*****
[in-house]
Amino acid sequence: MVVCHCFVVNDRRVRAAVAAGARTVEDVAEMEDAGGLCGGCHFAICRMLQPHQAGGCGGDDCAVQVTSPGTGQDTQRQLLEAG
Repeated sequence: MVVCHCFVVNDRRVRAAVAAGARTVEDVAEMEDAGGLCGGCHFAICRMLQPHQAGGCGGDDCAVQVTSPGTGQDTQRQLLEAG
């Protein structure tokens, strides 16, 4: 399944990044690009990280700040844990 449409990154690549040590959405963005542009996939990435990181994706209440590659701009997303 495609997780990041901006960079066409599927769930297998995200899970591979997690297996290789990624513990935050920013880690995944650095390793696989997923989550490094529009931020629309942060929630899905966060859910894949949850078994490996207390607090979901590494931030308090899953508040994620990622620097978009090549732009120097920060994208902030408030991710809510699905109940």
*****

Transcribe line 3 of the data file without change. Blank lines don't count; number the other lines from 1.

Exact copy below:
Repeated sequence: MVVCHCFVVNDRRVRAAVAAGARTVEDVAEMEDAGGLCGGCHFAICRMLQPHQAGGCGGDDCAVQVTSPGTGQDTQRQLLEAG